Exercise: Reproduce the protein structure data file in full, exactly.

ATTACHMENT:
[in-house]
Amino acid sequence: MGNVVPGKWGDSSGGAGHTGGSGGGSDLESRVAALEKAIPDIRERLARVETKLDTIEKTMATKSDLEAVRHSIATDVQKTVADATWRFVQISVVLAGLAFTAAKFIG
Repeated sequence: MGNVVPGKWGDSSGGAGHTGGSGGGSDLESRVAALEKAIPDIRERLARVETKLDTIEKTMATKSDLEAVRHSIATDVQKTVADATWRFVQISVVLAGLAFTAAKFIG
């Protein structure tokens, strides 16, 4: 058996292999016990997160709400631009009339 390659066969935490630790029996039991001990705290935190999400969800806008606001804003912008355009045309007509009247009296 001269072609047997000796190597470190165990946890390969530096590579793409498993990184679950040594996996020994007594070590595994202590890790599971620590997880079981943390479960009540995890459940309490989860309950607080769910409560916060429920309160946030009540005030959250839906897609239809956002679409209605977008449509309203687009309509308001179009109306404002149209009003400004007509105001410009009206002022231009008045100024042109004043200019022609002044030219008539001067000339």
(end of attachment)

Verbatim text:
[in-house]
Amino acid sequence: MGNVVPGKWGDSSGGAGHTGGSGGGSDLESRVAALEKAIPDIRERLARVETKLDTIEKTMATKSDLEAVRHSIATDVQKTVADATWRFVQISVVLAGLAFTAAKFIG
Repeated sequence: MGNVVPGKWGDSSGGAGHTGGSGGGSDLESRVAALEKAIPDIRERLARVETKLDTIEKTMATKSDLEAVRHSIATDVQKTVADATWRFVQISVVLAGLAFTAAKFIG
């Protein structure tokens, strides 16, 4: 058996292999016990997160709400631009009339 390659066969935490630790029996039991001990705290935190999400969800806008606001804003912008355009045309007509009247009296 001269072609047997000796190597470190165990946890390969530096590579793409498993990184679950040594996996020994007594070590595994202590890790599971620590997880079981943390479960009540995890459940309490989860309950607080769910409560916060429920309160946030009540005030959250839906897609239809956002679409209605977008449509309203687009309509308001179009109306404002149209009003400004007509105001410009009206002022231009008045100024042109004043200019022609002044030219008539001067000339």